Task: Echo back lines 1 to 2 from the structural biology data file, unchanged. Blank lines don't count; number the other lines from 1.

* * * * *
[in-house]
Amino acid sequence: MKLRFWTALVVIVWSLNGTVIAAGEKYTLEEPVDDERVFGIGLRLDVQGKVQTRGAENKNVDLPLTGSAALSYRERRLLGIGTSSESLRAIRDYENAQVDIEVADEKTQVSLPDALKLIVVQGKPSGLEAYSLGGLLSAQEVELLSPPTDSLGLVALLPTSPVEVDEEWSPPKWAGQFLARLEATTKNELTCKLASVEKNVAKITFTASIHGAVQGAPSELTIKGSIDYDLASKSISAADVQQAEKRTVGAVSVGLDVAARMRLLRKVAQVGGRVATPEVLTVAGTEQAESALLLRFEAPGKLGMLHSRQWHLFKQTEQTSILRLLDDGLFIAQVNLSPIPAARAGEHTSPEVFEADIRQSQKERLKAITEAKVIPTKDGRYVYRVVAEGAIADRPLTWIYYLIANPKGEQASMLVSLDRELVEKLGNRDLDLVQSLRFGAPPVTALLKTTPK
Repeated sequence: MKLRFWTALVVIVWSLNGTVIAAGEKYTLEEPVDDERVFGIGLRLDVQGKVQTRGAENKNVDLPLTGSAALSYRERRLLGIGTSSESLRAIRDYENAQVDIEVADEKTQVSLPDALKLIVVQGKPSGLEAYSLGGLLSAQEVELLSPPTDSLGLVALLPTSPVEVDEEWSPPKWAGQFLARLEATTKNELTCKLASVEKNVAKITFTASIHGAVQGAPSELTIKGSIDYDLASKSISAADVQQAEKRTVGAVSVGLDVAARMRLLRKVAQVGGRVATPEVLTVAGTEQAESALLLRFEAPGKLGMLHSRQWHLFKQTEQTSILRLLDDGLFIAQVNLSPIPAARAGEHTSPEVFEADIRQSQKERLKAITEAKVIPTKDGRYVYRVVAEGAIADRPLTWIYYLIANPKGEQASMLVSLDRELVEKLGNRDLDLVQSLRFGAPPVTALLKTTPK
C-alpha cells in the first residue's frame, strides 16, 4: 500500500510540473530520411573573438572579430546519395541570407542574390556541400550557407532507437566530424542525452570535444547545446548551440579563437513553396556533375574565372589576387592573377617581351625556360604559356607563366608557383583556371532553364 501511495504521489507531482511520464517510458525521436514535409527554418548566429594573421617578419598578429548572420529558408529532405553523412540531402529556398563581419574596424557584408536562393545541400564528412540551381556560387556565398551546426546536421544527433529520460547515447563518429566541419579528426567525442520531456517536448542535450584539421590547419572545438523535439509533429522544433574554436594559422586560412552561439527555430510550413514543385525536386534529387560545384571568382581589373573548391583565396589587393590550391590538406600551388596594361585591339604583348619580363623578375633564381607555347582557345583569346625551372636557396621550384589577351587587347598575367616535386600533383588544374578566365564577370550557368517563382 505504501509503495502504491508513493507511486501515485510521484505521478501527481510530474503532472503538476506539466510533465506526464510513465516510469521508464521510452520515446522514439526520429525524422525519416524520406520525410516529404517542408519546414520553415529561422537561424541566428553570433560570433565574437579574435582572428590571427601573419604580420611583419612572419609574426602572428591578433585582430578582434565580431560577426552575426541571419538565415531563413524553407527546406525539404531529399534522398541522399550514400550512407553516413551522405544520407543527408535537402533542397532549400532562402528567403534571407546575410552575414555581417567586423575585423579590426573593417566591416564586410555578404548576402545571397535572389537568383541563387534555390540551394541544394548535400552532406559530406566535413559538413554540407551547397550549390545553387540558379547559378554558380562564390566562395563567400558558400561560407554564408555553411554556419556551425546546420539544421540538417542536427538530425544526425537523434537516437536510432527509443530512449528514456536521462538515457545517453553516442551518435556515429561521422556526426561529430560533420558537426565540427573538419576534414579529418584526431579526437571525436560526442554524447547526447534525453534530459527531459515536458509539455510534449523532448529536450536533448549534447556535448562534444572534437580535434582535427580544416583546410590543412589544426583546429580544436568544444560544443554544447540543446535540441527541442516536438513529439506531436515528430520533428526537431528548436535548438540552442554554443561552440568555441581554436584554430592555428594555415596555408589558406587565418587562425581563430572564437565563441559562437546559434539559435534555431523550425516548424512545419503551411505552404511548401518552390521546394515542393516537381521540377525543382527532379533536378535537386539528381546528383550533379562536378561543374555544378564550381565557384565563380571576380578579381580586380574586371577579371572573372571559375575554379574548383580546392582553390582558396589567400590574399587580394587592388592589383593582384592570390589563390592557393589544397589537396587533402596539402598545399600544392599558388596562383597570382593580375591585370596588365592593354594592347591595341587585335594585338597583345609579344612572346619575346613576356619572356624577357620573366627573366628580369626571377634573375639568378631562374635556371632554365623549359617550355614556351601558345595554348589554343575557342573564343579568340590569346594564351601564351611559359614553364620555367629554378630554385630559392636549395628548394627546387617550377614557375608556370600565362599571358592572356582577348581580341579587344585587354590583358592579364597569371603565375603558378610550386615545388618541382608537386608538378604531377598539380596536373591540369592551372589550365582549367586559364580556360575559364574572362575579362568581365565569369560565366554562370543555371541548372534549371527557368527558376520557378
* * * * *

[in-house]
Amino acid sequence: MKLRFWTALVVIVWSLNGTVIAAGEKYTLEEPVDDERVFGIGLRLDVQGKVQTRGAENKNVDLPLTGSAALSYRERRLLGIGTSSESLRAIRDYENAQVDIEVADEKTQVSLPDALKLIVVQGKPSGLEAYSLGGLLSAQEVELLSPPTDSLGLVALLPTSPVEVDEEWSPPKWAGQFLARLEATTKNELTCKLASVEKNVAKITFTASIHGAVQGAPSELTIKGSIDYDLASKSISAADVQQAEKRTVGAVSVGLDVAARMRLLRKVAQVGGRVATPEVLTVAGTEQAESALLLRFEAPGKLGMLHSRQWHLFKQTEQTSILRLLDDGLFIAQVNLSPIPAARAGEHTSPEVFEADIRQSQKERLKAITEAKVIPTKDGRYVYRVVAEGAIADRPLTWIYYLIANPKGEQASMLVSLDRELVEKLGNRDLDLVQSLRFGAPPVTALLKTTPK